The early hours are often a cosmic time for photography.

Last week I visited NI Railway’s Lisburn Station with Honer Travers to catch a morning train into Belfast.

There was just a hint of colour in the sky and mist covered the ground. A wisp of smoke from the station chimney makes for a classic touch.

I exposed these views with my Lumix LX7 handheld.

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Irish Rail 221 in Fresh Paint—21 September 2017

Warning Facebook viewers: Facebook crops! (Click on the post that link with Brian Solomon’s Tracking the Light for the full view).

Irish Rail 201 class diesel-electric number 221 has been recently painted.

On Thursday 21 September 2017, I exposed this view of the locomotive working the down IWT Liner at Islandbridge Junction near Heuston Station, Dublin.

There was a mix of sun and clouds that produced soft dappled lighting.

Photo exposed using a FujiFilm XT1 digital camera fitted with an f2.0 90mm lens.

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HDR versus Manipulated RAW; or Flowers with NI Railways.

My Lumix LX7 has an ‘high-dynamic range’ feature. Otherwise known by its initials ‘HDR’, high-dynamic range is a technique for digital imaging that allows greater detail in highlights and shadows by combining several images of the same subject that were exposed at different values.

The LX7 includes the HDR setting as one of the options in ‘scene mode’ (SCN on the selection dial). This rapidly exposes a sequence of images and combines them in-camera to produce a single HDR JPG. Obviously you need to hold still when you make the photo.

Also it helps to photograph a static scene or the result my get a bit weird.

In this instance, I photographed some flowers on the platform of NI Railway’s station at Whitehead, Co. Antrim (Northern Ireland).

This is my HDR composite photograph. The camera automatically exposes a burst of images at various exposure settings and combines them in-camera to produce a single image with greater shadow and highlight detail than is normally possible with a single frame.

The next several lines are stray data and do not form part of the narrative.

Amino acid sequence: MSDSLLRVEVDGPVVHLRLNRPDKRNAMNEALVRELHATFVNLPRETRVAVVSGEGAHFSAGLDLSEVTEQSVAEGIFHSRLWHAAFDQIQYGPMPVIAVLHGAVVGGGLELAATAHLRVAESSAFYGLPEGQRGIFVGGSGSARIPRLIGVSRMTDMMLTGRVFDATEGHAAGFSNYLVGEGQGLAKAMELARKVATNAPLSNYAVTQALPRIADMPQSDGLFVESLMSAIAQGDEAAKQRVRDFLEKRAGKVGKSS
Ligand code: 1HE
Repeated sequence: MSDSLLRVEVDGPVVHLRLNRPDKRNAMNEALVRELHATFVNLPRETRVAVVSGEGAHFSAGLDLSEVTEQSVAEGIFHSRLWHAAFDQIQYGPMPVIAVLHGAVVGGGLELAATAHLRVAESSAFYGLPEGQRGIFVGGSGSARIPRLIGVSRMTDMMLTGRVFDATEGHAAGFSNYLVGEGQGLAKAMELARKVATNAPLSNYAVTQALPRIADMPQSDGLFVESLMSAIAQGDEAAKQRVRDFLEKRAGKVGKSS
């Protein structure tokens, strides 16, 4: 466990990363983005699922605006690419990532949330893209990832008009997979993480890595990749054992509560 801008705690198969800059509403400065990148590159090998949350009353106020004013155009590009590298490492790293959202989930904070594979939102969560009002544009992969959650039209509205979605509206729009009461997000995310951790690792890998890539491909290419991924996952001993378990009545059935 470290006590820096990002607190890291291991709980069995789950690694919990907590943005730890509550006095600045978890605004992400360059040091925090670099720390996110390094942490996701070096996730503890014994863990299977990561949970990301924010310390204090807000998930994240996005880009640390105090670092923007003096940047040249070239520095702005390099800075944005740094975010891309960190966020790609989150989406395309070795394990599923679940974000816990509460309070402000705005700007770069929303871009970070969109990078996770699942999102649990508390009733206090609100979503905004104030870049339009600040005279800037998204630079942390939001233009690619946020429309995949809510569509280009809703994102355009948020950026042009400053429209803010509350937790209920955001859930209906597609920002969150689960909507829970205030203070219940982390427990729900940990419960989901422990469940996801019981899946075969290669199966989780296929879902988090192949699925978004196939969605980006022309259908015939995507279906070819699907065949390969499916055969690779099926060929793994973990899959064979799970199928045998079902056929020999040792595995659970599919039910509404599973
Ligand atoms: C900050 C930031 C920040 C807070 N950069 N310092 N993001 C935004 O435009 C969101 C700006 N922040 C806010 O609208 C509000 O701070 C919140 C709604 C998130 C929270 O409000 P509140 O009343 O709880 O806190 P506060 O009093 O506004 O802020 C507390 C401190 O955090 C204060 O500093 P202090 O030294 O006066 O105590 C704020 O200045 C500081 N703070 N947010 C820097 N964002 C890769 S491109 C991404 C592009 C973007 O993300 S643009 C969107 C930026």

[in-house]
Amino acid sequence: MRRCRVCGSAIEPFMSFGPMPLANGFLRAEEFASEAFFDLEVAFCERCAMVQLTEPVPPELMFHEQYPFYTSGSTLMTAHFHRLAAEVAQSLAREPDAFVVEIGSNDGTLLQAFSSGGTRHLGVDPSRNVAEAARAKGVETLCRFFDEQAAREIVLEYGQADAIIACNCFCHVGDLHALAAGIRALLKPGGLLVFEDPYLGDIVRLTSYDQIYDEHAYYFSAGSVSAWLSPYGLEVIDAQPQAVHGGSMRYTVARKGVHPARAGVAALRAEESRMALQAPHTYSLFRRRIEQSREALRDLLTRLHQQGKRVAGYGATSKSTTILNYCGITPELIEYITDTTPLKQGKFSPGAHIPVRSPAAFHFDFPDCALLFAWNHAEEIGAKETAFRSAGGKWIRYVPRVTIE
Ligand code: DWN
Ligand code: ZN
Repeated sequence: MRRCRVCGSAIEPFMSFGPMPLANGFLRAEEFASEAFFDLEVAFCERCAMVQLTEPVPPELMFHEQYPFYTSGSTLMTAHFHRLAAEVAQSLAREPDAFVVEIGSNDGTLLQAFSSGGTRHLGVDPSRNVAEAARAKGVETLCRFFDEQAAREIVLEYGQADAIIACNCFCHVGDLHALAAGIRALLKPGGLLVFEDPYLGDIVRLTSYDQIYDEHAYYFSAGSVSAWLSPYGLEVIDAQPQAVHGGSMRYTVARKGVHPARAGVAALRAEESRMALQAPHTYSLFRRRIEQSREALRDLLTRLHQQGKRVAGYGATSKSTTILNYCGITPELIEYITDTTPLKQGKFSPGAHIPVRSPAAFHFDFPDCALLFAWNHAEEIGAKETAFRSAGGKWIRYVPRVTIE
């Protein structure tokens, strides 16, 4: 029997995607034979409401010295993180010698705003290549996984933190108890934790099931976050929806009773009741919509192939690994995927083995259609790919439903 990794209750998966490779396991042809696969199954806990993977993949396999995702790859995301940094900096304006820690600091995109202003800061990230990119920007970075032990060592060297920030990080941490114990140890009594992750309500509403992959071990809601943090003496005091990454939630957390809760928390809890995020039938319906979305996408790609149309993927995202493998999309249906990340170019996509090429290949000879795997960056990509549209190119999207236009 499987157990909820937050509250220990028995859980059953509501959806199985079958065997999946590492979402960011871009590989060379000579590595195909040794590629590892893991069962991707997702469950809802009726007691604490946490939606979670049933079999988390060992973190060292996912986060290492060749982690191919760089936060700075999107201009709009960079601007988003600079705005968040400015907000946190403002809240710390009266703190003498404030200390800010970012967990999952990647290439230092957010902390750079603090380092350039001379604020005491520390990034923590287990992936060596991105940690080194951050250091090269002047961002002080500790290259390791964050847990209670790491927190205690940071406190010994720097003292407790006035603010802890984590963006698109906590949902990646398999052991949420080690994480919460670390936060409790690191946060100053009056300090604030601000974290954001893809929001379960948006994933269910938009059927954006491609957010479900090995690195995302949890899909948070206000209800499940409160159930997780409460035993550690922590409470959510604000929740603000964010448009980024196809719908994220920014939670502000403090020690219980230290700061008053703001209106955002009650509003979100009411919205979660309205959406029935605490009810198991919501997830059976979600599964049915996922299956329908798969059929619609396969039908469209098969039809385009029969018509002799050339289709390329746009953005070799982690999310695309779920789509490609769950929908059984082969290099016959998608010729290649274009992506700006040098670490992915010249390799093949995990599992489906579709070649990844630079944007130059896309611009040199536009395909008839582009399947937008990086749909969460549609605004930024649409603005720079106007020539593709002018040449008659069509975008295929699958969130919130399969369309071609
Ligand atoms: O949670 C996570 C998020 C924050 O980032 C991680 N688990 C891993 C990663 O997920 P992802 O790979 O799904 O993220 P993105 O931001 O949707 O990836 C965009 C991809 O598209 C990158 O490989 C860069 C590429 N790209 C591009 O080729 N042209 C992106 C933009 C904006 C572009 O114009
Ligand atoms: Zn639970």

There are other ways of accomplishing a similar result.

So I decided to compare the HDR with some manipulated versions of a camera RAW file that I exposed of the same scene. With the RAW images, I’d adjusted the file with Lightroom post processing software, selectively altering contrast, gamma, and colour saturation and colour temperature to make for a more pleasing photograph.

Specifically I applied a digital graduated neutral density filter, while making global changes to highlights and saturation.

The output of the RAW is also as a JPG, which I scaled for presentation here.

This view is from a single RAW file exposed with the Lumix LX7 and manipulated digitally to maximize highlight and shadow detail. This is my first of two manipulations.
This is a more intensively manipulated file than the image immediately above. Again this image was from a single camera RAW file. This one features slightly darker highlight values.

I made two versions of the RAW interpretation.

In both sets of images I’ve intentionally focused on the flowers and not the NIR train.

Which do you prefer?

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Views of a Level Crossing and Some Sheep; Moira—Part 2 (four new photos)

This is a follow up to yesterday’s post on NI Railway’s Moira Station.

I’m always looking for a different angle, and I found a variety of ways to photograph Moira last Sunday.

The vantage points for these photos were all within a one-minute walk of each other.

Exposed digitally using a FujiFilm XT1 with 90mm lens.
Exposed digitally using a FujiFilm XT1 with 90mm lens.
Lumix LX7 digital photograph.
A view from the road near the station. Lumix LX7 photo.

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Sunday at Moira

Last Sunday, I spent several hours photographing NI Railways and Enterprise trains at Moira, a station on the old Great Northern Railway’s Belfast-Dublin route.

The attractions of this location include a preserved signal cabin and a footbridge at the Dublin-end. Another benefit is the level crossing with a local road at the Dublin end. The barriers protecting the road drop 3-4 minutes before trains pass, which provides ample warning to prepare for photography.

This is especially helpful if you are sitting in a car nearby trying to edit texts and photos for a book on deadline.

Moira cabin is preserved. I made several views of the old box including this one with a crow in flight.
A NI Railways 3000-series CAF set approaches its station stop at Moira on its way from Belfast to Portadown, Northern Ireland.
Soft sun accentuates the front of the train and the signal cabin at Moira.

I exposed these photos using my FujiFilm XT1 with 90mm f2.0 telephoto lens.